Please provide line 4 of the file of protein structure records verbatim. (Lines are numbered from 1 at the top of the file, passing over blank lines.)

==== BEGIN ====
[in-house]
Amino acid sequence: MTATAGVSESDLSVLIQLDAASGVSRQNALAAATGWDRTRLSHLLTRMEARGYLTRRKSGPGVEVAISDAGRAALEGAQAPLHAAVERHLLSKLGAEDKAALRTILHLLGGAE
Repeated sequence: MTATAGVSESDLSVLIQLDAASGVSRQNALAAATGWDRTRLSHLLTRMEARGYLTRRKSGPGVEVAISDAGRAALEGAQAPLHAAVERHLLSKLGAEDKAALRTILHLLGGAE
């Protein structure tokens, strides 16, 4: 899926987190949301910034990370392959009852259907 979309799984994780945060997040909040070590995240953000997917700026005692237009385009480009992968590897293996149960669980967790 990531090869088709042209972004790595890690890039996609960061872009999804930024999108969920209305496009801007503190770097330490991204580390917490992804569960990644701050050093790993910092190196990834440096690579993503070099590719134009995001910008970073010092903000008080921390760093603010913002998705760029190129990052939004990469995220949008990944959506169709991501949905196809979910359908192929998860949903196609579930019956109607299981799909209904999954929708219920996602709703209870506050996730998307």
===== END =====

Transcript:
């Protein structure tokens, strides 16, 4: 899926987190949301910034990370392959009852259907 979309799984994780945060997040909040070590995240953000997917700026005692237009385009480009992968590897293996149960669980967790 990531090869088709042209972004790595890690890039996609960061872009999804930024999108969920209305496009801007503190770097330490991204580390917490992804569960990644701050050093790993910092190196990834440096690579993503070099590719134009995001910008970073010092903000008080921390760093603010913002998705760029190129990052939004990469995220949008990944959506169709991501949905196809979910359908192929998860949903196609579930019956109607299981799909209904999954929708219920996602709703209870506050996730998307």